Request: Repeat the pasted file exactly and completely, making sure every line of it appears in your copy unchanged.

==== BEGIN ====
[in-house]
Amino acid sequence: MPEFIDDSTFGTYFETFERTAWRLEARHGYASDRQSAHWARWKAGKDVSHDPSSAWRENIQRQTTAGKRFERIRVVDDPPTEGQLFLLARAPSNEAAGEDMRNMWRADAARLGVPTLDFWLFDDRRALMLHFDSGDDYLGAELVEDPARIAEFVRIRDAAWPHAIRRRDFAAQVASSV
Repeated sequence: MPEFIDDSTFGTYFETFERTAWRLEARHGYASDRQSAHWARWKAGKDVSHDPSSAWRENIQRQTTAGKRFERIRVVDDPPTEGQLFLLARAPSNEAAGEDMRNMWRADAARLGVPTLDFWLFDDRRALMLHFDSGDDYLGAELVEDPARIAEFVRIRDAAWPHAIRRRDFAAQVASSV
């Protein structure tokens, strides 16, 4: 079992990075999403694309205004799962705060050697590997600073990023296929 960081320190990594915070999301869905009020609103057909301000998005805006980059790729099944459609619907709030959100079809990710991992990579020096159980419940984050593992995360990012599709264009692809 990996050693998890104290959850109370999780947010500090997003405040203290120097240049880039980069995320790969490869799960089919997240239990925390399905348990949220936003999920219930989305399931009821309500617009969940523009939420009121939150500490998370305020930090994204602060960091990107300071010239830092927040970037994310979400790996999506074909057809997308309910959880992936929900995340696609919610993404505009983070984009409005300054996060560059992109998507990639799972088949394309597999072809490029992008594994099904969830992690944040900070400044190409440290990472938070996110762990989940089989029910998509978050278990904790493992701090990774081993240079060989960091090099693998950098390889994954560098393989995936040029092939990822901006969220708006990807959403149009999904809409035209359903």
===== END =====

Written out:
[in-house]
Amino acid sequence: MPEFIDDSTFGTYFETFERTAWRLEARHGYASDRQSAHWARWKAGKDVSHDPSSAWRENIQRQTTAGKRFERIRVVDDPPTEGQLFLLARAPSNEAAGEDMRNMWRADAARLGVPTLDFWLFDDRRALMLHFDSGDDYLGAELVEDPARIAEFVRIRDAAWPHAIRRRDFAAQVASSV
Repeated sequence: MPEFIDDSTFGTYFETFERTAWRLEARHGYASDRQSAHWARWKAGKDVSHDPSSAWRENIQRQTTAGKRFERIRVVDDPPTEGQLFLLARAPSNEAAGEDMRNMWRADAARLGVPTLDFWLFDDRRALMLHFDSGDDYLGAELVEDPARIAEFVRIRDAAWPHAIRRRDFAAQVASSV
């Protein structure tokens, strides 16, 4: 079992990075999403694309205004799962705060050697590997600073990023296929 960081320190990594915070999301869905009020609103057909301000998005805006980059790729099944459609619907709030959100079809990710991992990579020096159980419940984050593992995360990012599709264009692809 990996050693998890104290959850109370999780947010500090997003405040203290120097240049880039980069995320790969490869799960089919997240239990925390399905348990949220936003999920219930989305399931009821309500617009969940523009939420009121939150500490998370305020930090994204602060960091990107300071010239830092927040970037994310979400790996999506074909057809997308309910959880992936929900995340696609919610993404505009983070984009409005300054996060560059992109998507990639799972088949394309597999072809490029992008594994099904969830992690944040900070400044190409440290990472938070996110762990989940089989029910998509978050278990904790493992701090990774081993240079060989960091090099693998950098390889994954560098393989995936040029092939990822901006969220708006990807959403149009999904809409035209359903």